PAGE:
UNFPA Response in Yemen: Monthly Situation Report #1 – January 2019
HIGHLIGHTS OF THE MONTH
Conflict, protracted displacement, disease and deprivation continues to inflict suffering on the country’s population as the crisis in Yemen enters another year. Disruption to commercial imports, inflation, lack of salary payments to civil servants and rising prices of basic commodities are exacerbating people’s vulnerability. Only half of health facilities are fully functioning. Needs have intensified across all sectors. Millions of Yemenis are hungrier, sicker and more vulnerable now than they were a year ago.
Despite a difficult operating environment, 254 international and national partners actively coordinate to assist people with the most acute needs in priority districts across Yemen’s 22 governorates. Together they have assisted over 7.9 million people monthly with some form of humanitarian assistance.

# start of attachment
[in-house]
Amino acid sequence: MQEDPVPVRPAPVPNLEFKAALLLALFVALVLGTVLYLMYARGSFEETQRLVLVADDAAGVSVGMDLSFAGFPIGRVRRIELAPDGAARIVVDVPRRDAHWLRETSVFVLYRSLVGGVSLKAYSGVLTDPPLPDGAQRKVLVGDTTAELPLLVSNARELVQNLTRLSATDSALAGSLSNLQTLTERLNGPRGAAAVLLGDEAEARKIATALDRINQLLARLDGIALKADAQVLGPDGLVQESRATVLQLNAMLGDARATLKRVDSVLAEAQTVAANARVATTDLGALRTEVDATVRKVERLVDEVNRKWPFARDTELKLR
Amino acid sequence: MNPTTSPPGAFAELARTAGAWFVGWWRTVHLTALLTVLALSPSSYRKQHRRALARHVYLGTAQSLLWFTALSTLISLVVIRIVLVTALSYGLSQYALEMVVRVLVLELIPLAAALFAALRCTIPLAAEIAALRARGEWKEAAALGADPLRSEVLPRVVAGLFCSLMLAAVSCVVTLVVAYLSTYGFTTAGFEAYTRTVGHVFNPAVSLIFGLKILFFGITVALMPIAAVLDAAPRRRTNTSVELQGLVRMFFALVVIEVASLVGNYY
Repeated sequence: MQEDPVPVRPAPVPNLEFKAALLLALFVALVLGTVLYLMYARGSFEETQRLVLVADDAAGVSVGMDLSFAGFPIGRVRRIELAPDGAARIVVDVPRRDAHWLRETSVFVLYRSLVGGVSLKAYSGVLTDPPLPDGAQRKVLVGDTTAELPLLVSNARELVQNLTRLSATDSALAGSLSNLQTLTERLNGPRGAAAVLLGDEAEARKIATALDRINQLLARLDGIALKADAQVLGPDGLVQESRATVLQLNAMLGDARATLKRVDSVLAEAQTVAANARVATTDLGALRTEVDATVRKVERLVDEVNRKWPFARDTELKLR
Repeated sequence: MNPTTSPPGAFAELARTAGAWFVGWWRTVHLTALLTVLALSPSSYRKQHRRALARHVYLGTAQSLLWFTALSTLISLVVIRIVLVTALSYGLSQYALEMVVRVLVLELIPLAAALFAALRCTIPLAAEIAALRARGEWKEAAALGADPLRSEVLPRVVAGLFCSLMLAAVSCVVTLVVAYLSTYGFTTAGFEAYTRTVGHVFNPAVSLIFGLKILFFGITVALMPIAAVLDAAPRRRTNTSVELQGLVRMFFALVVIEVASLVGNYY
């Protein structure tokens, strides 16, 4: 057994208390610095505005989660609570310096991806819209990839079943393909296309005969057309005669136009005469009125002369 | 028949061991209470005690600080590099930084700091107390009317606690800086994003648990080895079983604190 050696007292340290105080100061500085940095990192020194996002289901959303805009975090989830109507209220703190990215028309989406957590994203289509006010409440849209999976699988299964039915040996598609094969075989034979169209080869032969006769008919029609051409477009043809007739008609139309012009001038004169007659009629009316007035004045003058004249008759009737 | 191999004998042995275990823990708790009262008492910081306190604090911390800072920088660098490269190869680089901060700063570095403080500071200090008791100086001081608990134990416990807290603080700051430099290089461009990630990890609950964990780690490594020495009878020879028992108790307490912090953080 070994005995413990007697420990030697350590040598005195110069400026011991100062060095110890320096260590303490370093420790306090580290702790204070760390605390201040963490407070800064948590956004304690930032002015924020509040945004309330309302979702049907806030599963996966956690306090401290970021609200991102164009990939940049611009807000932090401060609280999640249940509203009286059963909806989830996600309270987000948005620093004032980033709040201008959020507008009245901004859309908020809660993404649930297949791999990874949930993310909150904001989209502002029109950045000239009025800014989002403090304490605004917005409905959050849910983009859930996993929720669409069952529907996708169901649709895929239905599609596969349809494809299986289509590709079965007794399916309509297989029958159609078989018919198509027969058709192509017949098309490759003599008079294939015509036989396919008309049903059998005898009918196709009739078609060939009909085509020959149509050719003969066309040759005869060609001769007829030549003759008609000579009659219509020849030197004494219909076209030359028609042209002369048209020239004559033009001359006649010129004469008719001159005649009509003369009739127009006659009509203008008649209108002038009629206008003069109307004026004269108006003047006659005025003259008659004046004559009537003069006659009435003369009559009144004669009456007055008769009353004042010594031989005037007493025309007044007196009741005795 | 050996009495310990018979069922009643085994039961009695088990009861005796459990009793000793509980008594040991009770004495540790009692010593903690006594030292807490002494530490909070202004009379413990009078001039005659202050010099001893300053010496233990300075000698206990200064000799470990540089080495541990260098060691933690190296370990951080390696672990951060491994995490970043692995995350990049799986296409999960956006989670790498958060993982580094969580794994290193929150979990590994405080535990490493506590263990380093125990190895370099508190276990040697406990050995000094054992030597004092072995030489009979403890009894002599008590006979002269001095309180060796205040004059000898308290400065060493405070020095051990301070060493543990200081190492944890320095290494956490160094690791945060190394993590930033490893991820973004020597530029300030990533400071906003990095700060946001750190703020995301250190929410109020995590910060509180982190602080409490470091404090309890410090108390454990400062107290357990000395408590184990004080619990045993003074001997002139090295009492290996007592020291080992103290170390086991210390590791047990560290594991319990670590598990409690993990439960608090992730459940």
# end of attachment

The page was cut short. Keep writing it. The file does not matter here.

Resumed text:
The Security Council decided on 16 January 2019 to establish a special political mission to support implementation of the ceasefire agreement reached in Stockholm on 13 December 2018 between the Government of Yemen and the Houthi militia covering the city and port of Hodeidah, as well as the ports of Salif and Ras Issa. The Hodieda Agreement (UNMHA), with an initial mandate of six months — will lead and support the Redeployment Coordination Commission tasked with overseeing the ceasefire, redeployment of forces and mine action operations.
In 2019, UNFPA will escalate its operations to reach 5.5 million people in urgent need of lifesaving reproductive health and protection services. UNFPA’s interventions will aim at strengthening health systems to provide emergency obstetric and neonatal care and integrated reproductive services to reduce maternal mortality and morbidity; strengthening mechanisms to protect women and girls from different forms of violence; and reach newly displaced people with emergency life-saving packages through the Rapid Response Mechanism.